Thursday, April 15th 2021, 12:11 pm - The Muldrow Glacier is located on the tallest mountain in North America and is moving 100 times faster than normal.
Footage from the U.S. National Park Service (NPS) shows the Muldrow Glacier at Denali National Park and Preserve in Alaska has begun surging for the first time in 64 years.
The glacier’s movement was first noticed on March 4 by K2 Aviation pilot Chris Palm while he was flying over the region. Palm captured photos of the scene and then provided them to NPS scientists.
“The Muldrow Glacier, which is usually slow-moving and relatively smooth, suddenly appeared thoroughly fractured by cracks, called crevasses. The heavy crevassing extended throughout nearly the entire length of the glacier, indicating that the Muldrow Glacier had finally begun its long-awaited surge,” the NPS states on their website.
A view of the Muldrow Glacier with Denali in the top left. Sheer lines of broken ice and abundant crevasses are visible. Credit: Chris Palm/ NPS
The NPS says that a glacial surge is a “short-lived, cyclical event where ice within a glacier advances suddenly and substantially, sometimes moving at speeds 10 to 100 times faster than normal.”
The glacier is just under 63 kilometres in length and is found on Denali, the tallest mountain peak in North America that stretches 6,190 meters above sea level. Satellite data indicate the Muldrow is flowing 10-20 metres per day, which the NPS says is “50-100 times faster than flow rates that have ranged from 0.16-0.25 metres per day over the last 60 years.”
A combination of ice buildup at high elevations and meltwater at the glacier’s base are cited as the causes for glacier surges. The Muldrow has surged at least three times in the past 200 years and surges approximately every 50 years, but the NPS says this could change as global temperatures rise.
The Muldrow Glacier on March 17, 2021. Credit: NPS
“It is unclear whether Muldrow Glacier will surge again under current climate conditions. It is possible that changes in climate have interrupted Muldrow’s surge cycle similar to other Alaska glaciers,” the NPS states.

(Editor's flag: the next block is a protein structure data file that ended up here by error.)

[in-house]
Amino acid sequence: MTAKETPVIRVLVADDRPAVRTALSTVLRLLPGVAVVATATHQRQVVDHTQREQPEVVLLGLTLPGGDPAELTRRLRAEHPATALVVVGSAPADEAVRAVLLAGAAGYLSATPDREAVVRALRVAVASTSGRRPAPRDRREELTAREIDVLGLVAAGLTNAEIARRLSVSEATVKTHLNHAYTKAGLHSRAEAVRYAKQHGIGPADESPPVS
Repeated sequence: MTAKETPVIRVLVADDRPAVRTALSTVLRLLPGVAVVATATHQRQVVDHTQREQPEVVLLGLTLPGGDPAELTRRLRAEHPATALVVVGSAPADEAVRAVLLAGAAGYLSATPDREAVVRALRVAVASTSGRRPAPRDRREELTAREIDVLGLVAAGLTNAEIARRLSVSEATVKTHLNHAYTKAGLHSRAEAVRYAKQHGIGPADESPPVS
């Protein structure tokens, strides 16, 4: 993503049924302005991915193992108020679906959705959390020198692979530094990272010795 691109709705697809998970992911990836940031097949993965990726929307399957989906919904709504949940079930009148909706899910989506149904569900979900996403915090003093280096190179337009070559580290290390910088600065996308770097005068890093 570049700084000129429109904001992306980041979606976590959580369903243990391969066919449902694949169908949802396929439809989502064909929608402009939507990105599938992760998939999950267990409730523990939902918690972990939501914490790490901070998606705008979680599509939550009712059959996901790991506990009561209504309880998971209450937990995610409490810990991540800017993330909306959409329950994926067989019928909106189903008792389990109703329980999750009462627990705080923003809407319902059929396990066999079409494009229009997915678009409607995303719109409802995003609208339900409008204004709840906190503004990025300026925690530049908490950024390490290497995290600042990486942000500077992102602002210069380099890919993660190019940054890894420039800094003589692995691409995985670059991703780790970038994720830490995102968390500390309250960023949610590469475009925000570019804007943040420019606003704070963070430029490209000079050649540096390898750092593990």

ALASKA’S GLACIERS IN A WARMING CLIMATE
Only one per cent of all glaciers experience surges and Mark Fahnestock, a glaciologist at the University of Alaska Fairbanks, told The New York Times that even though there is only a limited amount of research on surges, he expects climate change to have clear impacts on these events.
Fahnestock said that ice will continue to increase on the tops of glaciers, but lower sections will become increasingly warm, which throws off the overall mass balance. “There will be effects, especially in Alaska because the mass loss is so high,” Fahnestock said.
NPS scientist Chad Hults setting up a time-lapse camera.The main stem of the glacier can be seen behind him. Credit: NPS
Collapsing glaciers are another concern that Alaska is facing. An international group of scientists from Canada, Germany, and the U.S. have warned that Barry Glacier, located 100 km east of Anchorage, could collapse within the next 20 years. A collapse would send millions of tons of ice crashing into the Harriman Fiord, which could cause a tsunami over 30 metres tall.
Both this group of international researchers and the NPS are working with governments and local communities to reduce the danger in the risk zones by monitoring hazards, identifying places most at risk, and expanding field and satellite data.
Thumbnail credit: earleliason. E+. Getty Images